Kohler v Polsky 2023 NY Slip Op 04373 Decided on August 23, 2023 Appellate Division, Second Department describes a familiar situation in which a construction worker, injured on the job, retains an attorney to file a Worker’s Compensation claim, and assumes that the attorney will also file a personal injury claim. Often, the WC attorney does not, and never had any intention of litigating a PI claim and never led the client to believe that the attorney was starting anything but the WC case.
“In 2009, the plaintiff James Kohler (hereinafter the plaintiff) injured his knee when he slipped and stepped into a hole while working on a tunnel construction project. The same month, upon his physician’s recommendation, the plaintiff met with the defendant Mark S. Polsky, an attorney with the defendant Polsky, Shouldice & Rosen, P.C., for a consultation to discuss his knee injury. At the consultation, the plaintiff signed an engagement letter which stated, inter alia, that he retained the defendants to represent him only in relation to a workers’ compensation claim, and not for any other claims arising from the accident. At his deposition, the plaintiff acknowledged that he understood the engagement letter, but he did not remember whether he read the engagement letter before he signed it or discussed the scope of the representation beyond that the defendants would file a workers’ compensation claim on behalf of the plaintiff and his wife. The defendants filed the workers’ compensation claim, which was ultimately resolved.
In 2014, the plaintiff, and his wife suing derivatively, commenced this action, alleging, inter alia, that the defendants committed legal malpractice by failing to inform the plaintiff that he had potentially meritorious personal injury claims against certain third parties, and that the plaintiff would have prevailed on such claims if the defendants had prosecuted them or advised the plaintiff to seek counsel to prosecute them before the deadline to serve a notice of claim had expired. The defendants moved for summary judgment dismissing the complaint, and the plaintiff and his wife cross-moved for summary judgment. The Supreme Court, inter alia, granted those branches of the motion which were for summary judgment dismissing the causes of action alleging legal malpractice and loss of consortium and denied those branches of the cross-motion which were for summary judgment on those causes of action. The plaintiff and his wife appeal.”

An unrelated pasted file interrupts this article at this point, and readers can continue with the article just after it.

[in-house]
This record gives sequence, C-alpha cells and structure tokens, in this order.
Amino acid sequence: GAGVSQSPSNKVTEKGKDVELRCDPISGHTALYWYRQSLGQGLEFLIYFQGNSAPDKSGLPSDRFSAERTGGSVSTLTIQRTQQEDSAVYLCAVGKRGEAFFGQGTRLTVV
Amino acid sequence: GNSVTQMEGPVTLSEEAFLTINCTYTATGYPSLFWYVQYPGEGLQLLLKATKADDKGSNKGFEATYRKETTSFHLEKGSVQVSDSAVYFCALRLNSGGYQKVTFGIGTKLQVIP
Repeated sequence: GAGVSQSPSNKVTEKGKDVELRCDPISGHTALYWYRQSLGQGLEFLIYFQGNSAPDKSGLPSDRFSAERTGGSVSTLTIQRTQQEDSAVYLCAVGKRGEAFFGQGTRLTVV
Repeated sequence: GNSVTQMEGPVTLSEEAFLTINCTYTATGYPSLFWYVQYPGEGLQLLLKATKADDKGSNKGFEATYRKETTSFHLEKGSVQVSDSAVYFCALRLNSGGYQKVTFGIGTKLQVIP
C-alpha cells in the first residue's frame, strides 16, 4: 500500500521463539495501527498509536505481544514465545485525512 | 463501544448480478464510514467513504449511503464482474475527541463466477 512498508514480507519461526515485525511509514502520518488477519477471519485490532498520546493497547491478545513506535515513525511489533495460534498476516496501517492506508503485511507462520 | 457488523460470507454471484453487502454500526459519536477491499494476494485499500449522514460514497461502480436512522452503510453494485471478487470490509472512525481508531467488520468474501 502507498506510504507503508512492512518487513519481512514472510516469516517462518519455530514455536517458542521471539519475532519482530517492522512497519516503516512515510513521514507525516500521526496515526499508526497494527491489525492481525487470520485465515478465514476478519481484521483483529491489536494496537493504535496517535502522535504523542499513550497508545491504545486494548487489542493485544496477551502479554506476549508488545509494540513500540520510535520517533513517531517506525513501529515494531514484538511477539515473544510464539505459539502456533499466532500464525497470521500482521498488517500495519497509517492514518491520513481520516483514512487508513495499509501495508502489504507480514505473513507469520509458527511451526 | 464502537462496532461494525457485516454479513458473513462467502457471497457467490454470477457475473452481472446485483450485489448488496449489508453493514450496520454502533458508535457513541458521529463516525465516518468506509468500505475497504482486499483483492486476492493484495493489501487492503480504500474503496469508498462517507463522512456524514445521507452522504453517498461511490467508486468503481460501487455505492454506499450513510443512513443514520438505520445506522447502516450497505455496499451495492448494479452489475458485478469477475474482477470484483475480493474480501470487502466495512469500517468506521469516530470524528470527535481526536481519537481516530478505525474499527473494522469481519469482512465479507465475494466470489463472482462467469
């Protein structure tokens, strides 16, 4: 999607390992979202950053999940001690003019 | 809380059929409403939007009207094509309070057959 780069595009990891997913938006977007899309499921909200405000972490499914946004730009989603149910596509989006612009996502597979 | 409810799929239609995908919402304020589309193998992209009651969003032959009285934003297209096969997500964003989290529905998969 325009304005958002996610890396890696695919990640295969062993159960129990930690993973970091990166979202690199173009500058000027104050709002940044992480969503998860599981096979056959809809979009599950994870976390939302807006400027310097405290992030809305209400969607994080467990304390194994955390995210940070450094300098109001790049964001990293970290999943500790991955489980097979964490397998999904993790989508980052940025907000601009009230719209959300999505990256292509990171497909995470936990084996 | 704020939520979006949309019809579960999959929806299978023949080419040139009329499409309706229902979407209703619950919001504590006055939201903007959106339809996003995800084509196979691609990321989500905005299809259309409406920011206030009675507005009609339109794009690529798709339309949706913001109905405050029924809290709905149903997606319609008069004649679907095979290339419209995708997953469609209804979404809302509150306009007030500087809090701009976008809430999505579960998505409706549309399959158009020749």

“Rule 1.2(c) of the Rules of Professional Conduct (22 NYCRR 1200.0) provides, in relevant part, that “[a] lawyer may limit the scope of the representation if the limitation is reasonable under the circumstances [and] the client gives informed consent.” “An attorney may not be held liable for failing to act outside the scope of the retainer” (Genesis Merchant Partners, L.P. v Gilbride, Tusa, Last & Spellane, LLC, 157 AD3d 479, 482; see AmBase Corp. v Davis Polk & Wardwell, 8 NY3d 428).
Here, the defendants demonstrated, prima facie, that the acts that they allegedly failed to perform were beyond the scope of the engagement letter, which was prepared by the defendants and signed by the plaintiff (see AmBase Corp. v Davis Polk & Wardwell, 8 NY3d at 435; DeNatale v Santangelo, 65 AD3d 1006, 1007; Turner v Irving Finkelstein & Meirowitz, LLP, 61 AD3d 849, 850). In opposition, the plaintiff and his wife failed to raise a triable issue of fact (cf. Garcia v Polsky, Shouldice & Rosen, P.C., 161 AD3d 828, 830).
Accordingly, the Supreme Court properly granted those branches of the defendants’ motion which were for summary judgment dismissing the causes of action alleging legal malpractice and loss of consortium. The parties’ remaining contentions are academic in light of the foregoing.”